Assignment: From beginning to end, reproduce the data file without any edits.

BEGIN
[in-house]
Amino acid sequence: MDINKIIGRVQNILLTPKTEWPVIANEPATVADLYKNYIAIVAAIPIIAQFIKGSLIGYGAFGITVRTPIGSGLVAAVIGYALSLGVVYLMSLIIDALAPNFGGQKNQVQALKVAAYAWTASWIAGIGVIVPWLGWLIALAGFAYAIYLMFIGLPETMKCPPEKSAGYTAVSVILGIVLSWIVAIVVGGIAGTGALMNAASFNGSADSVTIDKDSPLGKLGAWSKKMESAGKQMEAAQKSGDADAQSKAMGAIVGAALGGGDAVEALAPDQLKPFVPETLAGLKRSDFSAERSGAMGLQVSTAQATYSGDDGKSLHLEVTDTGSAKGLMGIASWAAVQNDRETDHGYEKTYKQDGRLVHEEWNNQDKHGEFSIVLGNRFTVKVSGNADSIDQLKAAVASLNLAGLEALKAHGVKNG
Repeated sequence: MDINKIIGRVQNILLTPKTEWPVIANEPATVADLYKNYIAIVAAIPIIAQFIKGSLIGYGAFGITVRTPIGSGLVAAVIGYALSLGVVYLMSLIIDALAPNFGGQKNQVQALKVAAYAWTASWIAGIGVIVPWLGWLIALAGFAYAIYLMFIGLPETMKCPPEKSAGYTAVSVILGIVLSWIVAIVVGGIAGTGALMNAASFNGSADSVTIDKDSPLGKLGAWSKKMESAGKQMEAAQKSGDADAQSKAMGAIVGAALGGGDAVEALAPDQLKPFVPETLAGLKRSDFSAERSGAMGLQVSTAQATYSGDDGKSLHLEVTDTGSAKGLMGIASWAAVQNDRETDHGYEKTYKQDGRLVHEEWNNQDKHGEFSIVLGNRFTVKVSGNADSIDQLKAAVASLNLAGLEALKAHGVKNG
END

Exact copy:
[in-house]
Amino acid sequence: MDINKIIGRVQNILLTPKTEWPVIANEPATVADLYKNYIAIVAAIPIIAQFIKGSLIGYGAFGITVRTPIGSGLVAAVIGYALSLGVVYLMSLIIDALAPNFGGQKNQVQALKVAAYAWTASWIAGIGVIVPWLGWLIALAGFAYAIYLMFIGLPETMKCPPEKSAGYTAVSVILGIVLSWIVAIVVGGIAGTGALMNAASFNGSADSVTIDKDSPLGKLGAWSKKMESAGKQMEAAQKSGDADAQSKAMGAIVGAALGGGDAVEALAPDQLKPFVPETLAGLKRSDFSAERSGAMGLQVSTAQATYSGDDGKSLHLEVTDTGSAKGLMGIASWAAVQNDRETDHGYEKTYKQDGRLVHEEWNNQDKHGEFSIVLGNRFTVKVSGNADSIDQLKAAVASLNLAGLEALKAHGVKNG
Repeated sequence: MDINKIIGRVQNILLTPKTEWPVIANEPATVADLYKNYIAIVAAIPIIAQFIKGSLIGYGAFGITVRTPIGSGLVAAVIGYALSLGVVYLMSLIIDALAPNFGGQKNQVQALKVAAYAWTASWIAGIGVIVPWLGWLIALAGFAYAIYLMFIGLPETMKCPPEKSAGYTAVSVILGIVLSWIVAIVVGGIAGTGALMNAASFNGSADSVTIDKDSPLGKLGAWSKKMESAGKQMEAAQKSGDADAQSKAMGAIVGAALGGGDAVEALAPDQLKPFVPETLAGLKRSDFSAERSGAMGLQVSTAQATYSGDDGKSLHLEVTDTGSAKGLMGIASWAAVQNDRETDHGYEKTYKQDGRLVHEEWNNQDKHGEFSIVLGNRFTVKVSGNADSIDQLKAAVASLNLAGLEALKAHGVKNG